The amendment, sponsored by Senate Judiciary Committee Chairman Orrin Hatch of Utah and top committee Democrat Patrick Leahy of Vermont, was added to a comprehensive bankruptcy bill that passed the Senate 83-15 on Thursday. That bill must be reconciled with a House version that does not contain the dot-com provision.
"The Toysmart case showed customers could be hurt by a failed dot-com's sale of their personal information," said Boston Internet attorney Warren Agin of Swiggart & Agin. "The new legislation intelligently addresses the need to protect customer information and fairly balances the interests of consumers and the bankruptcy process."
However, the amendment also states that a bankruptcy judge could authorize a sale if an independent third party selected by the court deemed that privacy harm would be minimal. In addition, the third party is free to consider alternatives to outright sale or the sale of only portions of the information.
"The new law protects customers while giving the bankruptcy court flexibility to allow a reasonable sale of customer information," Agin said.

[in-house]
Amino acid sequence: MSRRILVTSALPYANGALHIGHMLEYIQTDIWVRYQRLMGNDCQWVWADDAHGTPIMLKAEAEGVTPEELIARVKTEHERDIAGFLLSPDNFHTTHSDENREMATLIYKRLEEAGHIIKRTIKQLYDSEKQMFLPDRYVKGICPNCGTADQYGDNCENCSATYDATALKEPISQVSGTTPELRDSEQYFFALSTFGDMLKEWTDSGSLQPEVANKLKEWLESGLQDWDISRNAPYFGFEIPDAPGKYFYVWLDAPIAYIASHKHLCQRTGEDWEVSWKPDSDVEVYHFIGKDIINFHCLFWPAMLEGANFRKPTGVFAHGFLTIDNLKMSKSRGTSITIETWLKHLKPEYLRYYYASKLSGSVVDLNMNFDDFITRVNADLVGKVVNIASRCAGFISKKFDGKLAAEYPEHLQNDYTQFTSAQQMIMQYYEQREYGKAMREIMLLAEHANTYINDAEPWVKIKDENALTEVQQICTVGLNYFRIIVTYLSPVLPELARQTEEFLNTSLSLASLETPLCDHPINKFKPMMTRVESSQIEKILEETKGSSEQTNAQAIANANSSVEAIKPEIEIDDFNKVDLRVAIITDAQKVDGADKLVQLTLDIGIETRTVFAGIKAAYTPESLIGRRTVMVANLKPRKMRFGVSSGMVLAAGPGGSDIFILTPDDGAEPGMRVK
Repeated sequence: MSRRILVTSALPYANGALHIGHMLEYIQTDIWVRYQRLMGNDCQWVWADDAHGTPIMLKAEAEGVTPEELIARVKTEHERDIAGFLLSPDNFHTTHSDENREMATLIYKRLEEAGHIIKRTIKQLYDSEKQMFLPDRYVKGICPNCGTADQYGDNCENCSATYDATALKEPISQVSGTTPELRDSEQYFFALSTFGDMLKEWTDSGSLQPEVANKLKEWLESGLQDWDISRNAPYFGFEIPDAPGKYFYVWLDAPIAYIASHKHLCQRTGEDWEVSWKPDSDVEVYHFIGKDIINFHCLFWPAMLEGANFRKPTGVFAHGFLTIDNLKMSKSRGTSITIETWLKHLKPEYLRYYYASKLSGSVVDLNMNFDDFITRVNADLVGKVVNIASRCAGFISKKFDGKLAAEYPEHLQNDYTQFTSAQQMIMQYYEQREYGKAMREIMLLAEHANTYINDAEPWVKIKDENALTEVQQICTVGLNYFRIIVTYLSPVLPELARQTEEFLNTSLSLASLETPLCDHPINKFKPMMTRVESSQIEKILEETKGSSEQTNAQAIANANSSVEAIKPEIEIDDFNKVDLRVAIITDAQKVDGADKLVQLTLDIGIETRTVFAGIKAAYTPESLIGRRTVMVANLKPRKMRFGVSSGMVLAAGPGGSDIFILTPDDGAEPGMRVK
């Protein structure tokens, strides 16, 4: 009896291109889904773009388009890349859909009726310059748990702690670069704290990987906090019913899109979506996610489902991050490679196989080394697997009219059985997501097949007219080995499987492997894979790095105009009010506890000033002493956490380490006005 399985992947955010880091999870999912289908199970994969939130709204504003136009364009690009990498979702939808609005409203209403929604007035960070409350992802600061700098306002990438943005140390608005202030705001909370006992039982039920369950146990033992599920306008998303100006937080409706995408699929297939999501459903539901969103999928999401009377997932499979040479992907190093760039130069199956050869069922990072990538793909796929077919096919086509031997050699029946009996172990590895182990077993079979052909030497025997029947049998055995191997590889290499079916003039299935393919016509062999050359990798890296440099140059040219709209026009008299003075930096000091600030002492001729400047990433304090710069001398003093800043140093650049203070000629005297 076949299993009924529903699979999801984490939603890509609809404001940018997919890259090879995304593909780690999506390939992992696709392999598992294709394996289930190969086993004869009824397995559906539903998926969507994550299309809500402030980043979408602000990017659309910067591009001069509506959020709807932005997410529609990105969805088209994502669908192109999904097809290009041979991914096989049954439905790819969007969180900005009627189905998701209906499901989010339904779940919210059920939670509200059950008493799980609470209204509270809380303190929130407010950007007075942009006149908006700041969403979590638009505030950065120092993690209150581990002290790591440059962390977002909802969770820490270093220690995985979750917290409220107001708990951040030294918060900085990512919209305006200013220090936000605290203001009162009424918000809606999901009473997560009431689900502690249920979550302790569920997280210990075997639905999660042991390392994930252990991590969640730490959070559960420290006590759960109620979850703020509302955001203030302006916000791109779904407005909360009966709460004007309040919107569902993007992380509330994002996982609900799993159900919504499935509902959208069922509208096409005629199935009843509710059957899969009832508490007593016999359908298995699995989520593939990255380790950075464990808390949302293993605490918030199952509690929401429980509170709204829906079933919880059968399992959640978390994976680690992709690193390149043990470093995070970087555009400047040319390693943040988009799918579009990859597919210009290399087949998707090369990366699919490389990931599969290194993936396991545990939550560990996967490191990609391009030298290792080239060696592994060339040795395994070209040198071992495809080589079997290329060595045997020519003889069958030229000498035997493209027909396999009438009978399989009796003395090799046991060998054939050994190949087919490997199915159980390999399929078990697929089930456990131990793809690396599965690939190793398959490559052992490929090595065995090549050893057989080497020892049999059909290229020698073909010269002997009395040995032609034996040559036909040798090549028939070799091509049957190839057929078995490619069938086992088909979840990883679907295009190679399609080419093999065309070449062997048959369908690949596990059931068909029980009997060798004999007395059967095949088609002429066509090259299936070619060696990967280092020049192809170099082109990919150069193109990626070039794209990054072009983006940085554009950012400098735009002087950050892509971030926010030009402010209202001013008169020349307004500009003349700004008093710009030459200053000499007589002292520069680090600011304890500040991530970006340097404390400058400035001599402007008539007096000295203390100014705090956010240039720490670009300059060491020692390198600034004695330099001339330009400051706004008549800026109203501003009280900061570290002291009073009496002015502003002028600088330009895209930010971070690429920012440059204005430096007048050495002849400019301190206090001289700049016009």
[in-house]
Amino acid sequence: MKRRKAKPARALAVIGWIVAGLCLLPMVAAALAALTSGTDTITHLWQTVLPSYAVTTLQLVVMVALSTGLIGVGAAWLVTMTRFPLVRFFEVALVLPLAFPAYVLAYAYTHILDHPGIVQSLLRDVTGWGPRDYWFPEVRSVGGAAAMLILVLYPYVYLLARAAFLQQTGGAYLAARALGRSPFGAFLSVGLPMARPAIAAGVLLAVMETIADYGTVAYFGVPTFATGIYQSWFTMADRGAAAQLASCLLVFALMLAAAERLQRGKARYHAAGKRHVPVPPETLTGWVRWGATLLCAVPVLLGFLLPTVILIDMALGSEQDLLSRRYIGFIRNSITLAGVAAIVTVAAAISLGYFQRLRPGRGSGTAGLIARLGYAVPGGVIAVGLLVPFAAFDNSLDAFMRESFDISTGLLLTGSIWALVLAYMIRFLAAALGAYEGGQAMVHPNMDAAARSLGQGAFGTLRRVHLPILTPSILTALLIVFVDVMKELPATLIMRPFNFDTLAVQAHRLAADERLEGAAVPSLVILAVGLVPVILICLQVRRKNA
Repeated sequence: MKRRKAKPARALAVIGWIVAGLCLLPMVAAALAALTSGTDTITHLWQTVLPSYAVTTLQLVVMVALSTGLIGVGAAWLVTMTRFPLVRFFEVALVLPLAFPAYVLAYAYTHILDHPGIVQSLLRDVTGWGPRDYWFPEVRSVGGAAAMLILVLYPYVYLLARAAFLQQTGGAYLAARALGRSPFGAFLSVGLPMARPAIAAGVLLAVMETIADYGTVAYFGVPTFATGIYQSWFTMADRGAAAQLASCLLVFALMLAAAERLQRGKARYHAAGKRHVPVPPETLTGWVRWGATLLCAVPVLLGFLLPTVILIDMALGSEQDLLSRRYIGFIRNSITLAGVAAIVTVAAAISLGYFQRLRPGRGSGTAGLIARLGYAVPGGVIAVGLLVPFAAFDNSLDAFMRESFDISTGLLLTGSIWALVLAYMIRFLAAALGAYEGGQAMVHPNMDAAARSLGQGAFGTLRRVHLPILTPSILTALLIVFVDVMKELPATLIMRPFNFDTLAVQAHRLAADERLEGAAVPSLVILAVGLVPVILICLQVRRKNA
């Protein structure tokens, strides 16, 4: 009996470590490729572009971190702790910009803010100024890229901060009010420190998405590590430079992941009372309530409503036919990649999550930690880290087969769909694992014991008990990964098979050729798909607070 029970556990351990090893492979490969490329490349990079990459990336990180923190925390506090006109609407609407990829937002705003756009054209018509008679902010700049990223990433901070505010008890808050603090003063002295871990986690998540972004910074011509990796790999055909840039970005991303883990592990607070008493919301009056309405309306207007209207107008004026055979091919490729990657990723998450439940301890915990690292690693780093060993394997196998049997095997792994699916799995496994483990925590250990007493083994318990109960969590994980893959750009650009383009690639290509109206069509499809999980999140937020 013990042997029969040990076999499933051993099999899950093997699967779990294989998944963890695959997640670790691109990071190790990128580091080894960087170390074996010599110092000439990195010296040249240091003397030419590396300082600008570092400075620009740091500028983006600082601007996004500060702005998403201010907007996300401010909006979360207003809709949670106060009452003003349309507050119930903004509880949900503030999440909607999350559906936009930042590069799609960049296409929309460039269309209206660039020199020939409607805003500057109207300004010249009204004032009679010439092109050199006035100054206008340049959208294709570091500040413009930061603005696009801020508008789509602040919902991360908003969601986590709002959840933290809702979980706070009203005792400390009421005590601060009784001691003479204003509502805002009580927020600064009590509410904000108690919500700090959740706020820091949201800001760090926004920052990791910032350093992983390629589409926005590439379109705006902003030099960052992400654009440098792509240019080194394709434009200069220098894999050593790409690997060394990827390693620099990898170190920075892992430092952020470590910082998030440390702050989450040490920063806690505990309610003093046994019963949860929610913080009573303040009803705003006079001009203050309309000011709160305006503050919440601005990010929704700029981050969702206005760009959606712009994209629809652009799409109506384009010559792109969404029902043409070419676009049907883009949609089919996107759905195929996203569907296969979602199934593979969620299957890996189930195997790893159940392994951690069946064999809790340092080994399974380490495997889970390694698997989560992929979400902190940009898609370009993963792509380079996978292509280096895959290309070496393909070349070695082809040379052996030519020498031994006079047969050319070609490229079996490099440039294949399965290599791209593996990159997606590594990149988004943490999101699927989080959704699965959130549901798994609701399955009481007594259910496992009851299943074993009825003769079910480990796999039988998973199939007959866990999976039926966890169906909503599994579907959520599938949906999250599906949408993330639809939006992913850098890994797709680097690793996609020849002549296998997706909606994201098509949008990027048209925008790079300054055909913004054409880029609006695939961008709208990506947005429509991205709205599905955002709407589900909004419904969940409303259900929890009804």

In the Toysmart case, the Federal Trade Commission and the states' attorneys general protested the company's proposed sale, and in the end all of the consumer data was destroyed before what was left of the company was purchased by Walt Disney for $50,000.
The measure comes after members of the House and Senate have vowed to pass significant privacy legislation in 2001; they have hinted that it is more likely to come in bits and pieces than in one large bill.
If the dot-com language survives in the House and Senate conference, it is likely to become law, as President Bush has said he will sign a new bankruptcy bill.